San Francisco 49ers quarterback Colin Kaepernick did ... not have a good game against the Chicago Bears. Kaepernick played well off and on, but ultimately he made bad decisions and multiple ... let's call them "unforced errors." It's true his protection broke down near the end of the game and that killed the chances of a comeback, but Kaepernick threw three interceptions and I'm struggling to explain them away in his defense.
Like the sack breakdown, I'm going to show you guys his interceptions and attempt to remain calm. Let's get started.
First off: this is a great, fantastic play by Chris Conte. He reads the play and he kicks it into high gear to get in front o that football for the diving interception. Watching live, I didn't think Kaepernick did much wrong. But when you get this behind angle, you can see that Kaepernick locked on to his receiver and didn't attempt to look off the safety at all. If you're standing in the defensive backfield, you are automatically aware of where that ball is going.
The receiver is between the two defenders nice, but that safety was very obvious at this point. Kaepernick really needs to take the insignificant amount of time it's going to take to check on that safety.
It was difficult to get a good shot of this play. I think you can attribute a lot of this to bad luck because Michael Crabtree has his hands on the ball, has the catch and then it basically slips into the cornerback's hands. That's unfortunate, but it also wasn't a great throw.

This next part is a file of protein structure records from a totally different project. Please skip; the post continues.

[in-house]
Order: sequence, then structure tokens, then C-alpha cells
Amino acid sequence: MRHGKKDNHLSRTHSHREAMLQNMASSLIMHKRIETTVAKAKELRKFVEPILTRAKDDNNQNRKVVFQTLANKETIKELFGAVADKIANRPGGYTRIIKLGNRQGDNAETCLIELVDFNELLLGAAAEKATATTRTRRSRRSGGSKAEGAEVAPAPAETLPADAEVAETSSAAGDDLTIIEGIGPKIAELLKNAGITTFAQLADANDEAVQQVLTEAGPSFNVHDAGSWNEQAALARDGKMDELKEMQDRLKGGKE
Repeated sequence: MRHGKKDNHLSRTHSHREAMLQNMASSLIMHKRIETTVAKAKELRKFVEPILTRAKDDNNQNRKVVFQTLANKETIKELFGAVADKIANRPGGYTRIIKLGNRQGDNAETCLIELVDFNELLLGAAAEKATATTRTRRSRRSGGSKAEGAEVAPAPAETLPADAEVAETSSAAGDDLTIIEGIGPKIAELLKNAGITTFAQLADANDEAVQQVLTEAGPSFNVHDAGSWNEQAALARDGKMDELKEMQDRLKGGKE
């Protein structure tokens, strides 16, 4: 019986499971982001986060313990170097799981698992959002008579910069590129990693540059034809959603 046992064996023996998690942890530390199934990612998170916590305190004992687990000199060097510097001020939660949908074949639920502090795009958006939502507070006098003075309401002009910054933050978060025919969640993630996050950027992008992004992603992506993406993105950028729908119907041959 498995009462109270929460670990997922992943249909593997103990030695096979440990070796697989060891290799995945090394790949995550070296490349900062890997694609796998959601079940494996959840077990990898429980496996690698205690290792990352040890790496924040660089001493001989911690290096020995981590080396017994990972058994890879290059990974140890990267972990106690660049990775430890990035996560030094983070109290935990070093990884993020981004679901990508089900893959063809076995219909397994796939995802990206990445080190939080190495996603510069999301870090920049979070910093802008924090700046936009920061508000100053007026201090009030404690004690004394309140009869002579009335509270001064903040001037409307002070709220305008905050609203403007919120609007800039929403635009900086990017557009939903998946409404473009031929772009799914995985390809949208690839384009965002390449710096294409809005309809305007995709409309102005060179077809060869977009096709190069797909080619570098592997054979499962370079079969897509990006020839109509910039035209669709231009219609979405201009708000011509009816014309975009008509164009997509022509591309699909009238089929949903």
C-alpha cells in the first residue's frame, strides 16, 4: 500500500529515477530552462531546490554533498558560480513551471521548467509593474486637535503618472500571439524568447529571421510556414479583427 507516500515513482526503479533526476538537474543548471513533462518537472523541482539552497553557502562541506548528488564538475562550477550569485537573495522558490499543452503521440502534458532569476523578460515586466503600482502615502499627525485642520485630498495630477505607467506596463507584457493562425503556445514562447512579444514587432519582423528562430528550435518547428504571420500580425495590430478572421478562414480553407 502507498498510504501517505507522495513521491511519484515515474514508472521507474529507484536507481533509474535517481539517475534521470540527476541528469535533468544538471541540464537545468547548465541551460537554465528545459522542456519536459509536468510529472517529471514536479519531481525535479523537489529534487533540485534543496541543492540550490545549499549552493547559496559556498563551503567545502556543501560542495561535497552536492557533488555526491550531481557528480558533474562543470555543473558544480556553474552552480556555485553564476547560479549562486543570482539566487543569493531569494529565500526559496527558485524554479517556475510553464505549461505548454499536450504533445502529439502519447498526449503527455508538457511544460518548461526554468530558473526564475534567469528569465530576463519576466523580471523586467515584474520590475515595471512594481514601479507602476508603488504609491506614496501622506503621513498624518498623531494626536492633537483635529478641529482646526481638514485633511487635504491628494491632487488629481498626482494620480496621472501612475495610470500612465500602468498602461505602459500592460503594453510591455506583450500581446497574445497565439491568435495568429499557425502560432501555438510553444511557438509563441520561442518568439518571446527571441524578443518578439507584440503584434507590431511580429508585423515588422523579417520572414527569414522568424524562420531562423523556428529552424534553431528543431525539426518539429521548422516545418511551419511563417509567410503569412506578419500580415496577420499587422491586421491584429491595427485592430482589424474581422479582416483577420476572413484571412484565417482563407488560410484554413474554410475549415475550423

Kaepernick, who is not under pressure and has plenty of time, throws a ball on the wrong side of Crabtree's body. You can't quite see it,m but Crabtree has to spin around entirely and dive to attempt to make that catch. If Kaepernick, who again is not being harassed, puts that ball where it's supposed to go, then it's a huge gain and not an interception.
Here's the full play:
My first issue with this play: Kaepernick gets out of the pocket, probably to get a better angle on that throw. The problem: he gets intercepted by a guy who benefited from that angle. If Kaepernick throws that from the pocket -- a throw any quarterback should be expected to make -- it may not be an interception.
My second issue is that he holds onto it for far too long, and has great protection in the pocket. I decided to go a bit deeper on this one and show you the whole play. Below, I've got the All-22 angle showing his receiving options ... it's a bit rough, keep in mind Kaepernick throws the ball right around the 32 yard line if you can't tell in the gif.
Here's a wide angle showing his receiving options:
So we have great protection, some open guys and Kaepernick throws it too late after unnecessarily leaving the pocket. It's a bad throw, a bad decision and a bad play. But it's not all on Kaepernick. I actually feel like tight end Derek Carrier is partially to blame here.
Here's an angle showing Carrier breaking on his route:
Obviously, Carrier was trying to avoid that deep safety coming across the field, but I feel like he broke from his route too quickly. Of course, we go back to Kaepernick throwing the ball too late, which is why Carrier made it all the way to the sideline, bringing the other defender into the equation. Carrier streaking may have been a much better option for Kaepernick but I suppose we can just say it was a bad play altogether.